Although success in early lima bean plantings can be improved by following these suggestions, if there are extended periods with day temperatures in the 90s and night temperatures in the high 70s, yields will still be limited.

MELCAST Disease Forecasting for Watermelons

Friday, May 15th, 2009

Kate Everts, Vegetable Pathologist, University of Delaware and University of Maryland; keverts@umd.edu

The weather based forecasting program MELCAST on watermelon will begin in the next week. MELCAST is a weather-based spray scheduling program for anthracnose and gummy stem blight of watermelon. If you received a report in 2008, you should automatically receive the first report next week. If your email or fax number has changed, please call us. If you do not receive a report and would like to, please call Jeri Cook at (410) 742-8788 and give us your name and fax number or e-mail address. MELCAST also is available online – bookmark the site http://mdvegdisease.umd.edu/forecasting/index.cfm. Click on the watermelon picture.

To use MELCAST for watermelons, apply the first fungicide spray when the watermelon vines meet within the row. Additional sprays should be applied using MELCAST. Accumulate EFI (environmental favorability index) values beginning the day after your first fungicide spray. Apply a fungicide spray when 30 EFI values have accumulated by the weather station nearest your fields. Add 2 points for each overhead irrigation that is applied. After a fungicide is applied, reset your counter to 0 and start over. If a spray has not been applied in 14 days, apply a fungicide, reset the counter to 0 and start over. Please call Kate Everts if you have any questions on how to use MELCAST on your crop (410) 742-8789.

Because of widespread resistance to Quadris in our area, chlorothalonil (Bravo, etc.) or Pristine plus chlorothalonil alternated with chlorothalonil is recommended when spraying according to MELCAST. If a serious disease outbreak occurs in your field, return to a weekly spray schedule.

Potato Disease Advisory – May 13, 2009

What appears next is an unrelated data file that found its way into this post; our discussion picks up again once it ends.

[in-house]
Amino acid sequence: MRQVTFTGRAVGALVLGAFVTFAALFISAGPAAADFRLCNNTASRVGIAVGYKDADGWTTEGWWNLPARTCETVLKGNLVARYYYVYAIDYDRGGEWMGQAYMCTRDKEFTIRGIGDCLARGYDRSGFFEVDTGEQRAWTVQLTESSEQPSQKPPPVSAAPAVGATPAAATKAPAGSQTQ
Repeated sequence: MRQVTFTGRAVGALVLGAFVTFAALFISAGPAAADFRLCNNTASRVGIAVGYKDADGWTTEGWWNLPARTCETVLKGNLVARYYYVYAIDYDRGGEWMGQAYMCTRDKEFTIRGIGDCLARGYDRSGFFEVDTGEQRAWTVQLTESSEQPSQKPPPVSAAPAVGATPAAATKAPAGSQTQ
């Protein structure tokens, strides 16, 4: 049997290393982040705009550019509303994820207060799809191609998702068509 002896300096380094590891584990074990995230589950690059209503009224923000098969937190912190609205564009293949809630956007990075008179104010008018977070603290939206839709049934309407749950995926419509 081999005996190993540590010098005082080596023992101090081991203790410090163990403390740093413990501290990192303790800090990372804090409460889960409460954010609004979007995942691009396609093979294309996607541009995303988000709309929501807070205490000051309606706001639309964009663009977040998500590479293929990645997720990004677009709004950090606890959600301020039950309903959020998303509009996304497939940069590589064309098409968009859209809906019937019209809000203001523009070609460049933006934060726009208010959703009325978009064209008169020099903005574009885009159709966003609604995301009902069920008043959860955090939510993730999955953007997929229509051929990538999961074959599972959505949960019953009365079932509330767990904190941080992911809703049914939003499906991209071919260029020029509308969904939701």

Friday, May 15th, 2009

Bob Mulrooney, Extension Plant Pathologist; bobmul@udel.edu

Late Blight Advisory
If you would like a fax or email report please call (302) 831-4865, or email bobmul@udel.edu.

We are using the E-WEATHER SERVICE from SkyBit, Inc. as we have in the past. The service determines specific requested weather parameters (temperature, relative humidity and rainfall) based on calculations of data from the nearest National Weather Service stations. This weather data is used in the WISDOM software program for predicting late blight and making spray recommendations and accumulating p-days for early blight forecasting. Our location this year is:
Location: Shadybrook Farms, Little Creek, DE (Kent County)
Greenrow: May 1

Date DSV Total DSV Spray Recommendation
5/3 -5/6   41  
5/7 2 43  
5/8 1 44  
5/9- 5/13 0 44 10-day spray interval

Disease severity values accumulated very quickly during the past rainy period. The threat of late blight from seed infection is low to medium, but there was some in Maine last season. Be vigilant, given this recent weather pattern. Apply sprays of mancozeb (Dithane, Manzate, Pencozeb, Manex II), Gavel or Bravo (chlorothalonil) now and then repeat before plants canopy down the row. See the 2009 Delaware Commercial Vegetable Recommendations for more information on fungicides.

Fortunately late blight has not been a problem here in Delaware for many years and unless you have seed from an unknown source the risk of late blight is low. However, the weather was perfect for it if it was present on seed.

Vegetable Crop Insects – May 15, 2009

Friday, May 15th, 2009

Joanne Whalen, Extension IPM Specialist; jwhalen@udel.edu

Cabbage